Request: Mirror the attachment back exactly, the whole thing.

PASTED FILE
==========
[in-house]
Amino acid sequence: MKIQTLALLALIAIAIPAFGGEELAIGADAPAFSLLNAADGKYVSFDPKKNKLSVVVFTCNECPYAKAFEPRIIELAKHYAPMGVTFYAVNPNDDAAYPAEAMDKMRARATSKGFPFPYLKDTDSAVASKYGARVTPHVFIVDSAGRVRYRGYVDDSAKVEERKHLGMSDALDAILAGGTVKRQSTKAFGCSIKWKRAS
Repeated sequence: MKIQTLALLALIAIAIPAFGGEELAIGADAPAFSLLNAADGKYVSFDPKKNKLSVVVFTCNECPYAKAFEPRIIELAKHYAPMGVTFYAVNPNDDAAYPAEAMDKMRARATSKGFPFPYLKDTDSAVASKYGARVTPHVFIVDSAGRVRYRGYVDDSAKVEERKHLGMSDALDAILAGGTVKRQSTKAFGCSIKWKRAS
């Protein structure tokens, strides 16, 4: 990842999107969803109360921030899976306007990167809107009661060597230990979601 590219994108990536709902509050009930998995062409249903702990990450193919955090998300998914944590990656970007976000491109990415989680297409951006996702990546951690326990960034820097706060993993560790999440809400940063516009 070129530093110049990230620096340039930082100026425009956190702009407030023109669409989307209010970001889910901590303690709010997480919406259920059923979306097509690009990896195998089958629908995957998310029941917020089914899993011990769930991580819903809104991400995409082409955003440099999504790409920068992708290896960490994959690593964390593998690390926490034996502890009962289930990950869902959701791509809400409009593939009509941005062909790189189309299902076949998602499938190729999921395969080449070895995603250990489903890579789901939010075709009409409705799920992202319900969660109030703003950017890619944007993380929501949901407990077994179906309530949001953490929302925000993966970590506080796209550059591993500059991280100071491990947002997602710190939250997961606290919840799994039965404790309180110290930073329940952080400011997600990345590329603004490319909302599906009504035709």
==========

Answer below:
[in-house]
Amino acid sequence: MKIQTLALLALIAIAIPAFGGEELAIGADAPAFSLLNAADGKYVSFDPKKNKLSVVVFTCNECPYAKAFEPRIIELAKHYAPMGVTFYAVNPNDDAAYPAEAMDKMRARATSKGFPFPYLKDTDSAVASKYGARVTPHVFIVDSAGRVRYRGYVDDSAKVEERKHLGMSDALDAILAGGTVKRQSTKAFGCSIKWKRAS
Repeated sequence: MKIQTLALLALIAIAIPAFGGEELAIGADAPAFSLLNAADGKYVSFDPKKNKLSVVVFTCNECPYAKAFEPRIIELAKHYAPMGVTFYAVNPNDDAAYPAEAMDKMRARATSKGFPFPYLKDTDSAVASKYGARVTPHVFIVDSAGRVRYRGYVDDSAKVEERKHLGMSDALDAILAGGTVKRQSTKAFGCSIKWKRAS
């Protein structure tokens, strides 16, 4: 990842999107969803109360921030899976306007990167809107009661060597230990979601 590219994108990536709902509050009930998995062409249903702990990450193919955090998300998914944590990656970007976000491109990415989680297409951006996702990546951690326990960034820097706060993993560790999440809400940063516009 070129530093110049990230620096340039930082100026425009956190702009407030023109669409989307209010970001889910901590303690709010997480919406259920059923979306097509690009990896195998089958629908995957998310029941917020089914899993011990769930991580819903809104991400995409082409955003440099999504790409920068992708290896960490994959690593964390593998690390926490034996502890009962289930990950869902959701791509809400409009593939009509941005062909790189189309299902076949998602499938190729999921395969080449070895995603250990489903890579789901939010075709009409409705799920992202319900969660109030703003950017890619944007993380929501949901407990077994179906309530949001953490929302925000993966970590506080796209550059591993500059991280100071491990947002997602710190939250997961606290919840799994039965404790309180110290930073329940952080400011997600990345590329603004490319909302599906009504035709």